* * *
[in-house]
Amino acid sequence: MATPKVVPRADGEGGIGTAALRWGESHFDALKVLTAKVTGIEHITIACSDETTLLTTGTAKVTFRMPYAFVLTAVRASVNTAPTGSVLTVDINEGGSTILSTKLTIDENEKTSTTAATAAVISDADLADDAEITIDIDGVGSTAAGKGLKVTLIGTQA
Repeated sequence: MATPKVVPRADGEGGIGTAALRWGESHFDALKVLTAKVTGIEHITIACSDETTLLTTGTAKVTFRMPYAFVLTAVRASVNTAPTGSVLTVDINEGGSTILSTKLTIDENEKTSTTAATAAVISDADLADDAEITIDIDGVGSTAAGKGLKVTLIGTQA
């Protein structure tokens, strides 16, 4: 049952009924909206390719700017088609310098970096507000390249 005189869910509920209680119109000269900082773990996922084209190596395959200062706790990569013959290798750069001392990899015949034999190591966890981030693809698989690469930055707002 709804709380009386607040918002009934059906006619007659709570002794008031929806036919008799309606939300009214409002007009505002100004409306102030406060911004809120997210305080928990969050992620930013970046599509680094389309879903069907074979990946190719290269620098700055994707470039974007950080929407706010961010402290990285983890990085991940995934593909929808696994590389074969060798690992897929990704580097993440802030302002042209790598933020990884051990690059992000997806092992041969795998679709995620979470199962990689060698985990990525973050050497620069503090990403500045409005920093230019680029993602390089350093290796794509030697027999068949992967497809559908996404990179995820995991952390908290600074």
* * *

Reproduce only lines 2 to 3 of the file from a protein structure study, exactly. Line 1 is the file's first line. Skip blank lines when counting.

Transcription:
Amino acid sequence: MATPKVVPRADGEGGIGTAALRWGESHFDALKVLTAKVTGIEHITIACSDETTLLTTGTAKVTFRMPYAFVLTAVRASVNTAPTGSVLTVDINEGGSTILSTKLTIDENEKTSTTAATAAVISDADLADDAEITIDIDGVGSTAAGKGLKVTLIGTQA
Repeated sequence: MATPKVVPRADGEGGIGTAALRWGESHFDALKVLTAKVTGIEHITIACSDETTLLTTGTAKVTFRMPYAFVLTAVRASVNTAPTGSVLTVDINEGGSTILSTKLTIDENEKTSTTAATAAVISDADLADDAEITIDIDGVGSTAAGKGLKVTLIGTQA